Within one year of launching its digital design platform, Li & Fung became a market leader in design. The company utilizes a variety of third-party software products and ensures that translating information across the programs is simple. The goal of digital design is to render an image that could be mistaken for a photograph of a real object. Coxall noted that footwear and handbags are particularly good candidates for 3D rendering because prototyping these products is costly and difficult and the 3D renderings look exceedingly realistic.
Coxall noted that the fashion industry has been slow to adopt 3D technology, even though the automotive and medical industries, among others, have been developing and using it for years. The idea that designers and brands need to “touch” the product at every step has held back the fashion industry, Coxall said. However, he believes that as people come to trust 3D technology more, that desire will wane, and the fashion industry will use 3D sampling and design more and more.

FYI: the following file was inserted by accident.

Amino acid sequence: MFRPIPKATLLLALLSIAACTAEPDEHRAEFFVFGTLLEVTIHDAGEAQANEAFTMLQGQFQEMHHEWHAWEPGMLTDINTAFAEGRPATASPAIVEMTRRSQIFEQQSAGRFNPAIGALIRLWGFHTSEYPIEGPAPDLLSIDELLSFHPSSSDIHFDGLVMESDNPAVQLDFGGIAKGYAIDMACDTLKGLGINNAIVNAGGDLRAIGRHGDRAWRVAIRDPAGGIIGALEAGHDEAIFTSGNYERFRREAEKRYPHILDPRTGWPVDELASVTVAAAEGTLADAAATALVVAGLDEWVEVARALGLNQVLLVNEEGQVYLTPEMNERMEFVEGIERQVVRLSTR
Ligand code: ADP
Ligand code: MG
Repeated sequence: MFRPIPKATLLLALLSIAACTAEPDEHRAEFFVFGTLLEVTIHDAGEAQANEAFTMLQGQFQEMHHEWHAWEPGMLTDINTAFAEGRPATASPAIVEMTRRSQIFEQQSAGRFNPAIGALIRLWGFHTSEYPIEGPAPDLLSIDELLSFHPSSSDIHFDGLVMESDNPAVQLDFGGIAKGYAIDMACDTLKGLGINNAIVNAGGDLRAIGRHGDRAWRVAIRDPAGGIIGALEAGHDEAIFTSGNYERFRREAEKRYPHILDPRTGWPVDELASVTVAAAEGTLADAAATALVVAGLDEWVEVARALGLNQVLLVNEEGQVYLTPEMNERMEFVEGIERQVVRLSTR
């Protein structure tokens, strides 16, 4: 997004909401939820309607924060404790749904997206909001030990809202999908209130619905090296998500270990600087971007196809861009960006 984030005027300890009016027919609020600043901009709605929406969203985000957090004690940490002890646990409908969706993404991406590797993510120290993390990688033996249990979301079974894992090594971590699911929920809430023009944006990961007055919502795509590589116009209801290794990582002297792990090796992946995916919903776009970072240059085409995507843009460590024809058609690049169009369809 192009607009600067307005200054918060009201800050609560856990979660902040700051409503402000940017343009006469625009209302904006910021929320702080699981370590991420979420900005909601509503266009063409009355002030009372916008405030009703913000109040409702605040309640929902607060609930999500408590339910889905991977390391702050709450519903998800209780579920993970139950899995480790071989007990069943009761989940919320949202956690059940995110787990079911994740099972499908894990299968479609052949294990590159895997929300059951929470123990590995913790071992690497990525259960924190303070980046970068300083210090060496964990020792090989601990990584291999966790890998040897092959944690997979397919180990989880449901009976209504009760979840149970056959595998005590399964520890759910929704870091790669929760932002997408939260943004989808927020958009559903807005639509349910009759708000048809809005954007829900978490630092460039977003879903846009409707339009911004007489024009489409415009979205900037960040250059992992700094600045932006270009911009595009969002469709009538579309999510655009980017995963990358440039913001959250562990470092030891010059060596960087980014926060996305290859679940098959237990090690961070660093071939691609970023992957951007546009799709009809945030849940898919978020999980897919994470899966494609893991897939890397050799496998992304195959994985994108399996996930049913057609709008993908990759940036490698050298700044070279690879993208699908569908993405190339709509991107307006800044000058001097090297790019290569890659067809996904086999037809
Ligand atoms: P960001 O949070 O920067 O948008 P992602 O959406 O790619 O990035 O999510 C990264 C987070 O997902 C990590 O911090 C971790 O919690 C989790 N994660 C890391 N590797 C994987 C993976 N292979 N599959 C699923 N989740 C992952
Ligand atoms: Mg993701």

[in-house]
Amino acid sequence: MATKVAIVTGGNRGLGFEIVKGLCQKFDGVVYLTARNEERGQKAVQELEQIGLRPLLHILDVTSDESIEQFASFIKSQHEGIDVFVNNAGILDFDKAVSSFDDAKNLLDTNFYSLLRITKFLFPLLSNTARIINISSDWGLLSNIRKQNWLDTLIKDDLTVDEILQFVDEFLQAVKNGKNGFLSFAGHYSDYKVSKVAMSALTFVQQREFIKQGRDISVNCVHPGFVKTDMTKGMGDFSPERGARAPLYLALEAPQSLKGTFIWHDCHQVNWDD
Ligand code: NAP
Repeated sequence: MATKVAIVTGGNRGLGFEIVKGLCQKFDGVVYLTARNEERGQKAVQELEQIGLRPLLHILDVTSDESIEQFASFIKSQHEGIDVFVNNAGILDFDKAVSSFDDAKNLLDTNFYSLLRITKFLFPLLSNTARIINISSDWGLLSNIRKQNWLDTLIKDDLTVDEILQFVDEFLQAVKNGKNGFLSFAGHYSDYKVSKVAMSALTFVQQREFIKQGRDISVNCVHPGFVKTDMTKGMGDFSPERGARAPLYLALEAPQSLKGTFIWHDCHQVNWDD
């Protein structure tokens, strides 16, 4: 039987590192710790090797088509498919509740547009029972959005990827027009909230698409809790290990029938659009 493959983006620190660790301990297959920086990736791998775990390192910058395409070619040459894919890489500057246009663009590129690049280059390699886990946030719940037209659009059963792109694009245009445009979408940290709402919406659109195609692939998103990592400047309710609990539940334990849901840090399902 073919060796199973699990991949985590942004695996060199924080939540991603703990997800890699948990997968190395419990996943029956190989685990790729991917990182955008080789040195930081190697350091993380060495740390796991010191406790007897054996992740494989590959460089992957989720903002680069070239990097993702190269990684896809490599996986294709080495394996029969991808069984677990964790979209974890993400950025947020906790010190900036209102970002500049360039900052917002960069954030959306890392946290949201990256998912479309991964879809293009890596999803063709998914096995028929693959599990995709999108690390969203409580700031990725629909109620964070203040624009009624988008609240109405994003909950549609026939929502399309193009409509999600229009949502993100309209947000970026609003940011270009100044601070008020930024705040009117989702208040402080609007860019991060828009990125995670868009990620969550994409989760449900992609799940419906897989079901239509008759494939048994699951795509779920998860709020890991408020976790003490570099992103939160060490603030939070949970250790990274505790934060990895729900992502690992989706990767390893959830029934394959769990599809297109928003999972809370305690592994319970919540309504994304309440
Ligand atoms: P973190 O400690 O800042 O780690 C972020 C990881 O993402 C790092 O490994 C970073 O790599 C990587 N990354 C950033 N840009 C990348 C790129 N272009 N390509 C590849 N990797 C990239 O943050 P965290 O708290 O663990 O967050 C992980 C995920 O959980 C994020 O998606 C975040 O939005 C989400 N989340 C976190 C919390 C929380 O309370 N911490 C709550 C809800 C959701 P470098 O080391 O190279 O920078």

Coxall jokingly referred to the overwhelming number of opinions and technologies that focus on shipping, which accounts for only about the final 10 weeks of the product journey. He noted that the digital design platform focuses on the first 30 weeks in the roughly 40-week design timeline.
Li & Fung’s digital design platform helps provide quicker design iterations and helps narrow production down to one final sample, whereas traditional design processes involve creating multiple physical samples for each iteration. Li & Fung has digital centers of excellence (COEs) in its major production cities, and these centers allow the company to aggregate 3D design tools and expertise. The COEs are geographically agnostic, help standardize processes, allow for more scalability, and help cut sample effort and cost by an estimated 50%. The whole design process, according to Coxall, can be reduced from 40 weeks to just 21 weeks.
Beyond a Simple 3D Model